His body was exhumed and reinterred with full naval honours, a vast crowd attending the funeral, which was at the public charge on 29th July 1916 at Manor Park Cemetery.
Later the same year his father died and was buried in the same grave as his son. He had joined the 2/6 Essex Regiment in March 1915 and contracted a bronchial infection whilst on active service. His brother Arthur Cornwell was killed in action in France on 29th August 1918 and was also buried in the grave.
As a result of subscription a portrait of the boy was hung in every elementary school in the United Kingdom, while his memory was further perpetuated by the endowment of beds bearing his name in many hospitals and hostels.
The Jack Cornwell Memorial Committee was set up on 20th July 1916. It was registered as a Charity Trust in 1921. Hornchurch was chosen by the Trustees after inspecting several sites for the Cornwell Cottages. They were opened on 31st May 1929 by Earl Jellicoe. Beds were also dedicated to his memory at the Queen Mary Star and Garter Homes Richmond.
In order to keep him memory alive the Cornwell Scout Decoration was instituted by the Scout movement. It is a plain letter C in bronze and is awarded to scouts who show exceptional courage in facing danger, illness, etc. It is the highest award that can be won by a scout.
A plaque was unveiled at Walton Road School by Lady Jellicoe in his memory on 17th July 1917.
Shortly after his death the East Ham Education Committee announced that they would be asking all scholars in East Ham schools to make contributions to a fund to raise a memorial stone over the hero's grave. The necessary money was collected but it was not until 28th December 1920 that the memorial was unveiled by Dr. Macnamara in Manor Park Cemetery. The memorial was in the form of a cross and anchor with its chain entwined about it. It fell into disrepair and was altered during repairs in 1957. His parents and brother are also commemorated on the memorial. His memorial inscription reads:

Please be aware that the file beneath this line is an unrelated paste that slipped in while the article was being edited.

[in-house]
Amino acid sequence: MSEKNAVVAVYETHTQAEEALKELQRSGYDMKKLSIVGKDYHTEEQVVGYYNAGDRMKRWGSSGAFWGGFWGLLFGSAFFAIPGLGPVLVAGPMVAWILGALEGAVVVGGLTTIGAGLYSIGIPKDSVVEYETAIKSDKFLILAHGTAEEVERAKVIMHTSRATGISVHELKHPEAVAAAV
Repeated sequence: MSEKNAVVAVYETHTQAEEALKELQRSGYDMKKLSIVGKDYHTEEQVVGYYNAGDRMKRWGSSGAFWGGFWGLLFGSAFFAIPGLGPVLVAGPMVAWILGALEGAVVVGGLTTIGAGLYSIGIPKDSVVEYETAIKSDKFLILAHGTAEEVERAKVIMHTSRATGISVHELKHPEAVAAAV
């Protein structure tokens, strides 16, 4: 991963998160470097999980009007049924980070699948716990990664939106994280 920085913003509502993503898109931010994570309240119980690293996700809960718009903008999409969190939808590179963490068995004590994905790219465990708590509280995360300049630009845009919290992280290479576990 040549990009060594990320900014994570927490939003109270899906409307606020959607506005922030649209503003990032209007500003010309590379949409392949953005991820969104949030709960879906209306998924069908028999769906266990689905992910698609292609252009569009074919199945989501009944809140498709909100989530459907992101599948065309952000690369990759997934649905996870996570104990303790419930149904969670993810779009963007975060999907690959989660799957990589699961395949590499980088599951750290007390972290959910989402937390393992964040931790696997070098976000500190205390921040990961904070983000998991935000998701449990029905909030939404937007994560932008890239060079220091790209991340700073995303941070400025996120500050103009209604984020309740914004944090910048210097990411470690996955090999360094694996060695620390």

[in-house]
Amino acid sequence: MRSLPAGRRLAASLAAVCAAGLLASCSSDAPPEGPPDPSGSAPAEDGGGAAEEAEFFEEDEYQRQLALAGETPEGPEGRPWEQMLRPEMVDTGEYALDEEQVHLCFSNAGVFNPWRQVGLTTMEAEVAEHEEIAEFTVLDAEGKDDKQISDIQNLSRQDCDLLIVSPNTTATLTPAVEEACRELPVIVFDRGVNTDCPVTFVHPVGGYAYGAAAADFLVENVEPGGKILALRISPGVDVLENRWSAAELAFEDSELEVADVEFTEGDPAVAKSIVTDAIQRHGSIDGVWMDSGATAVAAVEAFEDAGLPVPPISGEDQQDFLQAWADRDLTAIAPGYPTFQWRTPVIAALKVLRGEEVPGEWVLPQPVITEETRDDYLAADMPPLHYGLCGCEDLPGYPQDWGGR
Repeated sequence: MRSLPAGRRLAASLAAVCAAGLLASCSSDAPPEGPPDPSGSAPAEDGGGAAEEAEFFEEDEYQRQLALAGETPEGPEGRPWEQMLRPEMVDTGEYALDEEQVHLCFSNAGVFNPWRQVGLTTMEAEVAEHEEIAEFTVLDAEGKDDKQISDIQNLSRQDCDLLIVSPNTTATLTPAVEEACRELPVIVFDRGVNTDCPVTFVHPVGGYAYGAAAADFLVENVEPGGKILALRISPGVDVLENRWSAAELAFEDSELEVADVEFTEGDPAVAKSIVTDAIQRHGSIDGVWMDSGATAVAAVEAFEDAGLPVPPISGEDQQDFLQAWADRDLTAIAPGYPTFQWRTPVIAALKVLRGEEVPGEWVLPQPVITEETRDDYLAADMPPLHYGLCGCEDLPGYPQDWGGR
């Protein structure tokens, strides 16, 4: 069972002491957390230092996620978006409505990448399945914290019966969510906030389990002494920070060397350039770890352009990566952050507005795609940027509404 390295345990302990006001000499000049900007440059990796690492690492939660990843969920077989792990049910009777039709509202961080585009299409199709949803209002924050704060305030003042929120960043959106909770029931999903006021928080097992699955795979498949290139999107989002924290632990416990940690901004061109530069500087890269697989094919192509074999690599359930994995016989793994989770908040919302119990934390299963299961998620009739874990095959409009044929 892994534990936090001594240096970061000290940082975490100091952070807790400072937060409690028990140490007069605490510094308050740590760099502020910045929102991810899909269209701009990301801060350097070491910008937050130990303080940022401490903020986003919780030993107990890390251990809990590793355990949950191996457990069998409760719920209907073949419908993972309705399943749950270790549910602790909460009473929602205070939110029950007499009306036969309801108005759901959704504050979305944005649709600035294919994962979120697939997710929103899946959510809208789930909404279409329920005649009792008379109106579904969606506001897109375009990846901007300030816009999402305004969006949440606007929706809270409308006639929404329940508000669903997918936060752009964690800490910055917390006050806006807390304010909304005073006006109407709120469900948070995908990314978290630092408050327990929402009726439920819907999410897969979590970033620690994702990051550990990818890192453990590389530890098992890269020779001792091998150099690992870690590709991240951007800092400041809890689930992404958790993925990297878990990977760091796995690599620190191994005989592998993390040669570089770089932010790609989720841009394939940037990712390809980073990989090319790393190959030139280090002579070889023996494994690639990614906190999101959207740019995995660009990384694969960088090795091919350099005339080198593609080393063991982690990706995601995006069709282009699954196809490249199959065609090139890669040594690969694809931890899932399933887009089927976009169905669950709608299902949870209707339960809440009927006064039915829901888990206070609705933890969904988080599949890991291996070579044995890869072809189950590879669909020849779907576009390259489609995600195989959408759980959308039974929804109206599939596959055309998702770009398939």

First Class Boy JOHN TRAVERS CORNWELL V.C.
Born 8th January 1900
Died of wounds received at
The Battle of Jutland
2nd June 1916
This stone was erected
by Scholars and Ex-Scholars
of Schools in East Ham
It is not wealth and ancestry
but honourable conduct and a noble
disposition that makes men
The original painting of Jack Cornwell at his post by Frank O. Salisbury was hung in HMS Impregnable Devonport until it was closed in 1928. It was then transferred to HMS St. Vincent Boys' Training Establishment at Portsmouth. The artist worked on the painting on the Chester itself, using a boy named Kneller, who had known and trained with Jack Cornwell, as a model, and also in the studio with Ernest, Jack's brother, as the model.
Other paintings were also executed by:
F. Matania for the "Sphere" of 18th November 1915.
Charles Dixon for "Deeds that thrill the Empire."
P. M. Padday in "Answers" 28th October 1916.
Sir Robert Baden-Powell, reproduced and distributed in connection with the Scouts Memorial.
Postscript. At the end of the war it was accepted that Jack Cornwell's mother, now a widow, was living in penury with only a very small pension to live on, and was in fact working in a sailors' hostel to earn money. At this point none of the Memorial Fund money had been allocated, and there was an outcry at the treatment she received at the hands of the Navy League. After her death in 1919 her remaining children had to apply to a charity in order to emigrate to Canada. The Memorial Fund was approached but refused to help, and the money was eventually provided by concerned friends.
(Originally compiled from records held by Newham Library Service and published as Local Studies Notes No. 59 by Newham Library Service)